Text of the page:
Hotels aren’t necessarily the easiest thing to write about. What makes one stand out from another can sometimes be as simple as the thread count of their “crisp Egyptian cotton sheets”, the screen size of the flatscreen TV in the room, or the brand of toiletries in the bathroom.
And that’s not very interesting reading.
On the next level - it could be the view from the balcony, the range of treatments in the spa, or the number of AA-rosettes which help to rate its restaurant.
All very nice, but not necessarily something which gives it that defining edge.
On very rare occasions, it’ll be all about who has stayed there, who owns it, what sets it aside as one of the world’s true stand-out hotels, and why you might never want to leave the place. But, let’s face it, these are pretty thin on the ground - and probably entirely worth the glossy images and eulogising text which they can command in the world’s press.
So what makes The Royal Hotel on the Isle of Wight differ from other, similar, excellent four star establishments in the UK? Easy! As well as doing everything absolutely right as a hotel, it also makes the life of journalists that little bit easier…
Good parking (tick), great welcome (tick), well trained staff (tick), contemporary décor without losing sight of its 180 years of history (tick), spacious room (tick), fantastic food (tick) and a truly delicious great English breakfasts (tick). Yup - it certainly ticks all of the boxes for an enjoyable and (very) comfortable stay. Just ask some of your fellow guests - 70% of whom will be booking another stay there some time soon.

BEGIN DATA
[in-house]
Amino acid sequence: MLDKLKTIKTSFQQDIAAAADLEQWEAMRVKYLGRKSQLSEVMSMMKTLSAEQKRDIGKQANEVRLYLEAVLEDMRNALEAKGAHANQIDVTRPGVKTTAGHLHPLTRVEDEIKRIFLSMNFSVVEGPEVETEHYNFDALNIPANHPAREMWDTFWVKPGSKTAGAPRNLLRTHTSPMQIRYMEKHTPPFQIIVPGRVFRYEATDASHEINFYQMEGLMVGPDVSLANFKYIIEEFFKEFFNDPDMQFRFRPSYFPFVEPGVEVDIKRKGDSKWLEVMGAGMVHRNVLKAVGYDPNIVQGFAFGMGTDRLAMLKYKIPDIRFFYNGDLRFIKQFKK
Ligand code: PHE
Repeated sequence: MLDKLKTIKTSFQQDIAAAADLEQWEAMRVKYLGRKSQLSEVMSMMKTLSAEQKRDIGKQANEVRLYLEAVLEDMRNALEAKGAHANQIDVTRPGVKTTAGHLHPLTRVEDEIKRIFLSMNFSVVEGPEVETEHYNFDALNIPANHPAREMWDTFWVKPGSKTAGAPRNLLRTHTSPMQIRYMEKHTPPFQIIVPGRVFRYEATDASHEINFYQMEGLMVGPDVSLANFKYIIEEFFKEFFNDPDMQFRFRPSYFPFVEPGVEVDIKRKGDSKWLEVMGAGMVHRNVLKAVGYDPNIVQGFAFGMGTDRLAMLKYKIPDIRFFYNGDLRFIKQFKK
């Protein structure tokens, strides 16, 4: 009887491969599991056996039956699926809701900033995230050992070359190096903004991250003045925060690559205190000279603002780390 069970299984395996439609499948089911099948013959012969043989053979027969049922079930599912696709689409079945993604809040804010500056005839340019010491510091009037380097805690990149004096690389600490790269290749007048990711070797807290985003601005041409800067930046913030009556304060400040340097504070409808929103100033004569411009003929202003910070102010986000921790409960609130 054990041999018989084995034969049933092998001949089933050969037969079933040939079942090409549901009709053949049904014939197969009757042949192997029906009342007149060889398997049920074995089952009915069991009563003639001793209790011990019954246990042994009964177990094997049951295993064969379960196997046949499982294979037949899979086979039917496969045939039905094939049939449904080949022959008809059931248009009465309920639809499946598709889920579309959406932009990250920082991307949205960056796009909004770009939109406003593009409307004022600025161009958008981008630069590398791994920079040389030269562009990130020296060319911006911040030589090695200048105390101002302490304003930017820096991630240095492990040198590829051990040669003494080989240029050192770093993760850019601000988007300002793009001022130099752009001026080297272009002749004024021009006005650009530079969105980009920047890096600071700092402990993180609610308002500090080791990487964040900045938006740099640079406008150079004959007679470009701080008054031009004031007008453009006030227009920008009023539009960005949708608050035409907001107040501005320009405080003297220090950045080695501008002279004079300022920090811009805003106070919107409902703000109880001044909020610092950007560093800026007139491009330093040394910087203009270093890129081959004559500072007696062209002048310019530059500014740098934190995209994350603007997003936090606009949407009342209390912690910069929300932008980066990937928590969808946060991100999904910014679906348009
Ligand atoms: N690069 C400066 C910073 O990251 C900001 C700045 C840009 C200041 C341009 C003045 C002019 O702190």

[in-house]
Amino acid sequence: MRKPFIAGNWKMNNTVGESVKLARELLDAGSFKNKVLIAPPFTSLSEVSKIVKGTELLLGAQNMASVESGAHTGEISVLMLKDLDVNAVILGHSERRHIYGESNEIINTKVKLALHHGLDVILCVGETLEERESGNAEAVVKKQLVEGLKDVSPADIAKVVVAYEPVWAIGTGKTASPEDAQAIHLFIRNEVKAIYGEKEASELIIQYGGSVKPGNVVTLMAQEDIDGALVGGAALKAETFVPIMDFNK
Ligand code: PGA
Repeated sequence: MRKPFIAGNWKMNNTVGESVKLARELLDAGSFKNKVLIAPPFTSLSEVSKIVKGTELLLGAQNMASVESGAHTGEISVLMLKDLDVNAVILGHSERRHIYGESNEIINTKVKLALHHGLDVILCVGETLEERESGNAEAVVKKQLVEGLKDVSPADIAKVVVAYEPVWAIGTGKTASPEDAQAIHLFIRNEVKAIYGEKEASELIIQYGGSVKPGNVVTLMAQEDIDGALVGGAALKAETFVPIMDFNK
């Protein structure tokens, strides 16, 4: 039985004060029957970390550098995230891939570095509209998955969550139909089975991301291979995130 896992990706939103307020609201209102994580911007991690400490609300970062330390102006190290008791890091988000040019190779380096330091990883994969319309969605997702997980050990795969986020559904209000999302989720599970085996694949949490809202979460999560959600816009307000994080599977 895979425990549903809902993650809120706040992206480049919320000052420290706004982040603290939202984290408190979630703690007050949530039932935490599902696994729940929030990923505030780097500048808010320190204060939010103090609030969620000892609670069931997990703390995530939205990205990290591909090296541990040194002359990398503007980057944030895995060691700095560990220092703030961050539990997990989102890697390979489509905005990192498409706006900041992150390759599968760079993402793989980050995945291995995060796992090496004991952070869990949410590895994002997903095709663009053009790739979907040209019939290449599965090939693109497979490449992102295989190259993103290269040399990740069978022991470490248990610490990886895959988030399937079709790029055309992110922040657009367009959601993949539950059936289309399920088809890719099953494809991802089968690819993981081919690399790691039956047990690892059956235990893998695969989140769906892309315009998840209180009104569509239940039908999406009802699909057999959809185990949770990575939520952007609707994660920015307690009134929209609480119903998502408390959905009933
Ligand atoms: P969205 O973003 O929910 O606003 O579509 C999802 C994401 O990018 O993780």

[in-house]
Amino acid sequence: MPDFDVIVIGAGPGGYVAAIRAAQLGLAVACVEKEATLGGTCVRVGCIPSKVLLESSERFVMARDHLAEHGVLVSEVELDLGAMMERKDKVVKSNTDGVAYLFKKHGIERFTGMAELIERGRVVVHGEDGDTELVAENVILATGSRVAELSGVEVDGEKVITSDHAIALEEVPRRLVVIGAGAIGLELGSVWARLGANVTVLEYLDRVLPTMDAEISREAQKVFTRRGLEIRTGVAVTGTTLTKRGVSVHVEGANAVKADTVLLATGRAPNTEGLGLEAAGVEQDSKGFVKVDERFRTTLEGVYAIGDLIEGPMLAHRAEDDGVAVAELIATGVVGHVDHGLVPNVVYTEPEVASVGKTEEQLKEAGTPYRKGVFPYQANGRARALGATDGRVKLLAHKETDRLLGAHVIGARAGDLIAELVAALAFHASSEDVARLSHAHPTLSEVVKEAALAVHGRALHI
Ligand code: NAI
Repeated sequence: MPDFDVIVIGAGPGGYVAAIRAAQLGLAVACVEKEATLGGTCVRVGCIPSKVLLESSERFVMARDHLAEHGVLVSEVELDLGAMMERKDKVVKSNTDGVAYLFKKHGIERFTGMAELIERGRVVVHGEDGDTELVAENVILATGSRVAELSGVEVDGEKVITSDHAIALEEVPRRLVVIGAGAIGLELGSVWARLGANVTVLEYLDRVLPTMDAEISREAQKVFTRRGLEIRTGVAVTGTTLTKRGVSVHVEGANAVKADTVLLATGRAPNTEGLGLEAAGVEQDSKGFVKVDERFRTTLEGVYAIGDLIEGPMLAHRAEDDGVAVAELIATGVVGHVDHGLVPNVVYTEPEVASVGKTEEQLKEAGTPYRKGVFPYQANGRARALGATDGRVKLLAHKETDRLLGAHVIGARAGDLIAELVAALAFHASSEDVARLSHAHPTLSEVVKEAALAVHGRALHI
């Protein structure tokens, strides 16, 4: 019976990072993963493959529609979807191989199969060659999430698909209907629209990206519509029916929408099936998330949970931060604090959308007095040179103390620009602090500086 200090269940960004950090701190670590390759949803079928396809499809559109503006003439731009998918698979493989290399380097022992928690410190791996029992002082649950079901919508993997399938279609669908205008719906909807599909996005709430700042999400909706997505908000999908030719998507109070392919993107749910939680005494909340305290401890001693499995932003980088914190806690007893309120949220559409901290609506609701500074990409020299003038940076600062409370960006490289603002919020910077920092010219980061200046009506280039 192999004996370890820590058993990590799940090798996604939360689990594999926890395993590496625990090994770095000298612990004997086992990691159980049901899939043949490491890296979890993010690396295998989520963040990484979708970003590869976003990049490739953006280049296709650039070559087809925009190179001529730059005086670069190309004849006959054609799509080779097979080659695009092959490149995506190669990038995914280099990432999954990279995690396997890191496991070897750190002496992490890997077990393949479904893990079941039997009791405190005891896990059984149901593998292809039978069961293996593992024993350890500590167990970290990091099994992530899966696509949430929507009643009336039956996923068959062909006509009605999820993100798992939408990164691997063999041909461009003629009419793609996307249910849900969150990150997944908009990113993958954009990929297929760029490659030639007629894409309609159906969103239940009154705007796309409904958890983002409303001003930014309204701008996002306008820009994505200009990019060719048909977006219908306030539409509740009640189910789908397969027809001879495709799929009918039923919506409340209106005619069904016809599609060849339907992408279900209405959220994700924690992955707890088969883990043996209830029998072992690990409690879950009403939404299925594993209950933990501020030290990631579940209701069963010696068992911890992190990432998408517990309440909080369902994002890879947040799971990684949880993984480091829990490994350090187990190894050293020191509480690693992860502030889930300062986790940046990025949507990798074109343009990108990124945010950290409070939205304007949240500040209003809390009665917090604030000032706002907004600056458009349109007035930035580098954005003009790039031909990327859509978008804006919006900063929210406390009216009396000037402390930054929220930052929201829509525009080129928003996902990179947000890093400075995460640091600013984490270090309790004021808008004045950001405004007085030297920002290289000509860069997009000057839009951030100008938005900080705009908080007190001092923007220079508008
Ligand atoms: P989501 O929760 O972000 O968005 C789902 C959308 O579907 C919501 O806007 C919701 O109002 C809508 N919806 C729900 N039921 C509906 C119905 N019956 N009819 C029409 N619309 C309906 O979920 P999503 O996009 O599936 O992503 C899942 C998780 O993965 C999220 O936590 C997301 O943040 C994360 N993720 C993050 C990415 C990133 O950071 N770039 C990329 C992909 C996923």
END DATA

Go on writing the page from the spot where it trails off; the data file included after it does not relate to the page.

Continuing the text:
But what really helps to set it aside for the journalist, and makes this blog twice the length that it might otherwise have been, are the fascinating facts gathered together in the press pack waiting for them in their rooms.
In it, there’s the story of what makes this hotel really tick. Queen Victoria (the Island’s biggest fan) once stayed here; and it’s one of only 30 hotels to have been listed in every Michelin Guide since it was first published in 1911. True, it’s had its period of decline. But what’s an epic story of rebirth without an era when it slid into sad decline (brought on, in part, to the axing of the railway line to Ventnor)?
The process of rebirth has been watched over by accomplished hotelier William Bailey. Alan Staley, who trained under Anton Edelmann at The Savoy in London also arrived as head chef 16 years ago, and it’s no coincidence that the restaurant has enjoyed a two AA-rosette status ever since; and making its debut in The Good Food Guide last year.
The roasted fillet of beef with creamed potatoes, savoy cabbage, baby onions and girolles is a masterpiece. The Isle of Wight Gallybagger cheese soufflé with cauliflower velouté its signature dish.
Recent additions include the outdoor swimming pool in gardens plucked from the Riviera, as well as alfresco dining on a cliff-top overlooking the seep of Ventnor Bay.
“Be a part of the Royal Family” proclaims one of the hotels promotional offers. It’s a message not lost on a King of Rock, Led Zeppelin’s Robert Plant, who has stayed here in the past.
Another lovely little touch are the striking pink geraniums which cascade down the southern face of the building – and the way in which head gardener Gary Steptoe takes so much pride in the knowledge that the cuttings he’s given to guests now adorn gardens all over the UK.
And you’ll find anything else you need to know here.
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